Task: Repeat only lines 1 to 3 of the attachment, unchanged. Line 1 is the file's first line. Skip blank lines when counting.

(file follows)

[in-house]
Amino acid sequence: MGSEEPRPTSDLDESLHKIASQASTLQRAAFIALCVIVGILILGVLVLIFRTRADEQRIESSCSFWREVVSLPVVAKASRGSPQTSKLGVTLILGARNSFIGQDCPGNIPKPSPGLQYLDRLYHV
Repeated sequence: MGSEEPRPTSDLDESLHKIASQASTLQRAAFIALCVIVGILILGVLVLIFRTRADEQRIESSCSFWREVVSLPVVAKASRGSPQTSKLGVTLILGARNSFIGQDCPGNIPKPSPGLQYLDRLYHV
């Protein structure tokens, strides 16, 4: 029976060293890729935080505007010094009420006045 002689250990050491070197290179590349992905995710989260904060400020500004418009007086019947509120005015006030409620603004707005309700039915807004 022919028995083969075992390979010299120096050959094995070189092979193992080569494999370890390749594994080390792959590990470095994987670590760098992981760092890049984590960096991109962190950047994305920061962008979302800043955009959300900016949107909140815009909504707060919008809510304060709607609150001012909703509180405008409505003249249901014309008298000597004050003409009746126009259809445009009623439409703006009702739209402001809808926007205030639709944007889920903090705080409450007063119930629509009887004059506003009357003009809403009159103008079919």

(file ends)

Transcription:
[in-house]
Amino acid sequence: MGSEEPRPTSDLDESLHKIASQASTLQRAAFIALCVIVGILILGVLVLIFRTRADEQRIESSCSFWREVVSLPVVAKASRGSPQTSKLGVTLILGARNSFIGQDCPGNIPKPSPGLQYLDRLYHV
Repeated sequence: MGSEEPRPTSDLDESLHKIASQASTLQRAAFIALCVIVGILILGVLVLIFRTRADEQRIESSCSFWREVVSLPVVAKASRGSPQTSKLGVTLILGARNSFIGQDCPGNIPKPSPGLQYLDRLYHV